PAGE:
After making the commitment to embrace his music career head-on, one of the dilemmas that followed was a rather important one; what would people call him?

“(My stage name originated from) a couple different things. In 2016, my grandfather passed away. He was a huge influence. He was the one that introduced me to Ray Charles, who's a huge influence of mine. So part of it is paying homage to him. And I wanted a name that felt nostalgic and relatable. We had been experimenting with street names, school names, and nothing really stuck. Then my manager called me one day really excited because he had had a dream the night before. He was side stage and I was performing, and the crowd was chanting ‘grandson’. He called me and was like, 'I got the name.'”

I felt inclined to further prod him for the meaning behind a specific aspect of his name: why the lowercase “g”?

“It's a funny question...there definitely is (a reason). I just...so much of this is not about me. And that's part of keeping it all lowercase. I'm trying to make this as little about me as possible. It's subtler. I just want the music to do the talking.”

While the music is an integral part of his act, grandson hopes to go further than that in the future, creating a “community” where joy, liberation, and pain can all co-exist.

“(The) objective is to create a community and foster a safe space for that catharsis to occur. It's about people being aware that amidst everything that's going on, it's okay to be not okay. I feel like there's so much being put on everyone coming together right now, and I think that that's really important. But first, let's have a space to be angry, let's have a space to yell and to hold people accountable and to be f***ing mad.”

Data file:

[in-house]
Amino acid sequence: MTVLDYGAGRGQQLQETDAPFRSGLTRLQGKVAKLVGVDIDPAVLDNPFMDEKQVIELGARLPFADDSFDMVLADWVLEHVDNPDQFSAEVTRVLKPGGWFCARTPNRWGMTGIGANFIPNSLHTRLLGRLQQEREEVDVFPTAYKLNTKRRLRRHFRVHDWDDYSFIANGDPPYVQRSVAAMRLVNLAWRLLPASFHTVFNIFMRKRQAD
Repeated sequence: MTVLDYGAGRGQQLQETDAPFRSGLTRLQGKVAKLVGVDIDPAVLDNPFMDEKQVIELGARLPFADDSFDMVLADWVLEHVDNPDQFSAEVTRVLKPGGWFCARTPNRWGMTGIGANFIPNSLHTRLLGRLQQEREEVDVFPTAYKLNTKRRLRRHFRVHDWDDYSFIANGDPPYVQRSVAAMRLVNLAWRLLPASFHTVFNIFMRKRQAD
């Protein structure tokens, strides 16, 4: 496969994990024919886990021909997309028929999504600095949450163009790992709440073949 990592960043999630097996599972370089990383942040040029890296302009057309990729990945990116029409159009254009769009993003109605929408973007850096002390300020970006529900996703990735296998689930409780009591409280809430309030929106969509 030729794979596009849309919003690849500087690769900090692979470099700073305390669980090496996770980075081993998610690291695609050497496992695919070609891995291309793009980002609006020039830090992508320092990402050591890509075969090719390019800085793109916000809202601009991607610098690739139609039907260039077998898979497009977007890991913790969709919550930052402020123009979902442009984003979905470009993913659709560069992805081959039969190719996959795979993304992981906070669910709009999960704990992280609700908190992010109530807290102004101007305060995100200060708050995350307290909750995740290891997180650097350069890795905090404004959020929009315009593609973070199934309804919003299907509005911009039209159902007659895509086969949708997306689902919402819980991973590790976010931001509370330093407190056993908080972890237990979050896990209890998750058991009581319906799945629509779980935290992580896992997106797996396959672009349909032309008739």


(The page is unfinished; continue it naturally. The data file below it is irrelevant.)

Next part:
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He plans to take it a step beyond that as well. Through his musical “movement”, grandson plans on raising awareness to what he feels are issues worthy of discussion, letting the thoughts that his listeners may have flow out into the world in a constructive way.

“The situation that we've found ourselves in, politically, socially...it's about finding safe, healthy mediums to raise that voice, instead of numbing it with so many vices that I've turned to and that other people have turned to. Drugs, alcohol, sex, whatever it is, everything is best in moderation and best explored with a community that they feel they can belong to, that they feel speaks to that frustration.”

With his first music video for the song “Bills” released earlier this year, his newest track “Best Friends” released in April, as well as a spot on both Spotify and Apple Music, grandson has hit the ground running. Wherever his music may take him, as long as he’s staying true to himself, he feels ready for whatever may come his way next.

“I've already won. I'm already doing what I love and feel successful and happy. I'm doing what I'm doing for the right reasons, and I know that inevitably I'm going to get whatever I want out of this and I'll leave whenever it's time for me to leave. I'm not chasing anyone else's definition (of success). At the end of the day, it's not up to me, how people receive (my music). All I can do is build a home and leave the door open.”

To check out grandson’s most recent tracks and to learn more about him, check out his website at: http://www.grandsonmusic.com/